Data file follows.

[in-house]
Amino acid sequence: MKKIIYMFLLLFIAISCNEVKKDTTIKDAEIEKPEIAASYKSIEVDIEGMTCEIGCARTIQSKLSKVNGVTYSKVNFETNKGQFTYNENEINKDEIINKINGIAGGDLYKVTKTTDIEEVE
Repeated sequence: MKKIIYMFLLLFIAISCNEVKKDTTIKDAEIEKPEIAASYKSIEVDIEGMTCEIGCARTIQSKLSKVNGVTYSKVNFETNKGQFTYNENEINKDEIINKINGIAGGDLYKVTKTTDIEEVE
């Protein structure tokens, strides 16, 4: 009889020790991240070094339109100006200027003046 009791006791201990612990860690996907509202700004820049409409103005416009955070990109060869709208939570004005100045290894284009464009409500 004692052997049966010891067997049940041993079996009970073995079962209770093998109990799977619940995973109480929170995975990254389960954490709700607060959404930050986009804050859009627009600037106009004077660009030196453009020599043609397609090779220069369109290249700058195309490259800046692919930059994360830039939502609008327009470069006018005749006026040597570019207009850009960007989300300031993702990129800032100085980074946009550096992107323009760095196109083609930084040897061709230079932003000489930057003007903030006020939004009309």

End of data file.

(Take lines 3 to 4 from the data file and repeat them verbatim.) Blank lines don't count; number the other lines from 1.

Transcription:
Repeated sequence: MKKIIYMFLLLFIAISCNEVKKDTTIKDAEIEKPEIAASYKSIEVDIEGMTCEIGCARTIQSKLSKVNGVTYSKVNFETNKGQFTYNENEINKDEIINKINGIAGGDLYKVTKTTDIEEVE
């Protein structure tokens, strides 16, 4: 009889020790991240070094339109100006200027003046 009791006791201990612990860690996907509202700004820049409409103005416009955070990109060869709208939570004005100045290894284009464009409500 004692052997049966010891067997049940041993079996009970073995079962209770093998109990799977619940995973109480929170995975990254389960954490709700607060959404930050986009804050859009627009600037106009004077660009030196453009020599043609397609090779220069369109290249700058195309490259800046692919930059994360830039939502609008327009470069006018005749006026040597570019207009850009960007989300300031993702990129800032100085980074946009550096992107323009760095196109083609930084040897061709230079932003000489930057003007903030006020939004009309």